“I’m used to it…I’ve been doing it my whole life,” Palomar quarterback Matt Romero said on playing a position under so much pressure.
Currently leading the Southern Conference in both touchdown passes, passing yards per game, and was at one point tying as the nation’s leading touchdown passer, Romero has been awarded player of the week twice already this season, substantiating his drastic improvement from his freshman year.
Romero first stepped foot on the gridiron at the age of six. Starting out as a center, he quickly switched to the quarterback position and has been playing quarterback ever since.
The two sport athlete attended Oceanside High School where he played both baseball and football. Romero played shortstop and pitcher, but his baseball career came to an end after breaking his arm his freshman year in high school. Since then his focus shifted, and was solely directed on football.
With a three year varsity career under his belt, Romero however was unable to receive any football scholarship offers after high school. After communication with the Palomar football coaches, Romero made the decision to play close to home at Palomar College.
Romero joined the Comets in the Fall 2016, immediately starting as the Comets first-string quarterback as a freshman.
“It’s a faster game than what he was used to in high school” head coach Joe Early said. The Comets encountered a few hindering blocks along the road, ending the 2016-17 season with a disappointing 4-6 record.
Romero finished the season with 23 touchdowns, 2574 yards, 12 interceptions and 23 sacks.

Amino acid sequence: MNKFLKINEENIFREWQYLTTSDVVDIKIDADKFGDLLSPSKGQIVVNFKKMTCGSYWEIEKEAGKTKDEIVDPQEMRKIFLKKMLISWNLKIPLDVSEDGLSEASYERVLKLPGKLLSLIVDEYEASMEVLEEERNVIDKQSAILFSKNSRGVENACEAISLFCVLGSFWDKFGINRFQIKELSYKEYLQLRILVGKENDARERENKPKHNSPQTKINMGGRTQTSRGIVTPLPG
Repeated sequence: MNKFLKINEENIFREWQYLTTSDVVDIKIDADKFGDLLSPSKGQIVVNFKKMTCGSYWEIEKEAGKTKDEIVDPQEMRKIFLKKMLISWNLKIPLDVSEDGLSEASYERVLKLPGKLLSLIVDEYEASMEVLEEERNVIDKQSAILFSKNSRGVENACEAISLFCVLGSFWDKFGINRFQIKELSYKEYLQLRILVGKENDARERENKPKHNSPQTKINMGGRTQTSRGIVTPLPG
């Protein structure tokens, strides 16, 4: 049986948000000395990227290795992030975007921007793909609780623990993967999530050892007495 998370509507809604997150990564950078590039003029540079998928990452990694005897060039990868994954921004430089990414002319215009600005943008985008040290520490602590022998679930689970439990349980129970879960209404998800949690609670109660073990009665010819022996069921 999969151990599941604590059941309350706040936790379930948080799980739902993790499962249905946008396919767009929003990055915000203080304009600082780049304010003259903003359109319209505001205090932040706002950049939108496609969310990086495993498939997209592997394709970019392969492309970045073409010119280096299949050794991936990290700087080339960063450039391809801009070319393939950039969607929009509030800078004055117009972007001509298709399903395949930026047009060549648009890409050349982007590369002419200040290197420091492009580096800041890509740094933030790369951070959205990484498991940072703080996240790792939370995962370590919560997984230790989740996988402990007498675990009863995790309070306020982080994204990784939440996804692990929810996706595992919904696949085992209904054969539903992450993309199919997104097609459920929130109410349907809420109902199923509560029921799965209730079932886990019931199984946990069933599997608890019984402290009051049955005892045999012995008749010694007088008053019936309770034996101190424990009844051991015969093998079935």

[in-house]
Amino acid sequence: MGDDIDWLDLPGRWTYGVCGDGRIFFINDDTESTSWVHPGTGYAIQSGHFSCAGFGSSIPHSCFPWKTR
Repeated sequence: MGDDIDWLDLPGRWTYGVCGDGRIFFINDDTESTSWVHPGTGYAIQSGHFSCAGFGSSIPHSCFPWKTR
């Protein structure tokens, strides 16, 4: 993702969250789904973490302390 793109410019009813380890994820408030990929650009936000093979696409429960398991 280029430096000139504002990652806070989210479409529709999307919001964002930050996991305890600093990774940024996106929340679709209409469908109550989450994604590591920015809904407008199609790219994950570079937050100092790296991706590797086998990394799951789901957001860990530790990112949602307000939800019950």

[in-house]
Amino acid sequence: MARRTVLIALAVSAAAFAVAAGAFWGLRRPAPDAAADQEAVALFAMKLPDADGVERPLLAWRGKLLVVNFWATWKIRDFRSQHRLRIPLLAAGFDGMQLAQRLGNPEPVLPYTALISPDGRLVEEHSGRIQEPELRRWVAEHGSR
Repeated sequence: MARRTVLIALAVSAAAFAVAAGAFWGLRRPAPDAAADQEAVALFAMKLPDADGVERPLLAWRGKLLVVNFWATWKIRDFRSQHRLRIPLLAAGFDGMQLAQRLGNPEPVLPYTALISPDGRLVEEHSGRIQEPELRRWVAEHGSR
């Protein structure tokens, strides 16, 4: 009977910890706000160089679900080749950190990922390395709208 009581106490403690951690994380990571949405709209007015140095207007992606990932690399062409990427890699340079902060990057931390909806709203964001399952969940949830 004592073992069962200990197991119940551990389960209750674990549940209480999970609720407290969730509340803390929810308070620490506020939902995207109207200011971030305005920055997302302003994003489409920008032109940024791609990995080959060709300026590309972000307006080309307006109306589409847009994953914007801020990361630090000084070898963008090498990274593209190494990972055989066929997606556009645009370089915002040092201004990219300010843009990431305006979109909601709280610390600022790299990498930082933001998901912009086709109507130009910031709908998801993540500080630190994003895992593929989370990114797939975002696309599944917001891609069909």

“First year I wasn’t really ready…but being used to how the game is at the JUCO level, I was more prepared this year than I was last year,” Romero said. He got a taste of what football at the college level is like, which ripened him for the following season.
“There’s a learning curve to it, the more reps you can get, generally you’d like to think a better a player can get. And quarterback is a unique position, he’s got to know what’s going on at all times and having a year under his belt has really helped.” Early said.
Working up experience and gaining familiarity with the college level of play, Romero knew what to expect entering his second season. “I feel like the game slowed down a lot this year from last year, I watched a lot of film over the off season, and I was training a lot,” Romero said.
Community college sports teams are quite transitional, with new faces on the roster each year. Having to build the chemistry from the ground up, Romero said, “We got together [with the] receivers a lot in the off season and we were throwing a lot a couple times a week so we got pretty close with each other and we became more like a team, a brotherhood, last year everybody was kind of to themselves, so it’s much different this year.”
One of Romero’s memorable moments was the Southern Conference foot ball opener against Orange Coast College bouncing back from a 21-7 deficit. Trailing 27-21 with 17 seconds left on the clock, Romero hit Wide Receiver Terrell Arnolds for a touchdown pass to win the game.
After nine games, Romero has become one of the best quarterbacks at the junior college level in the nation with 24 touchdowns, 279.9 yards per game, and 205 completed passes.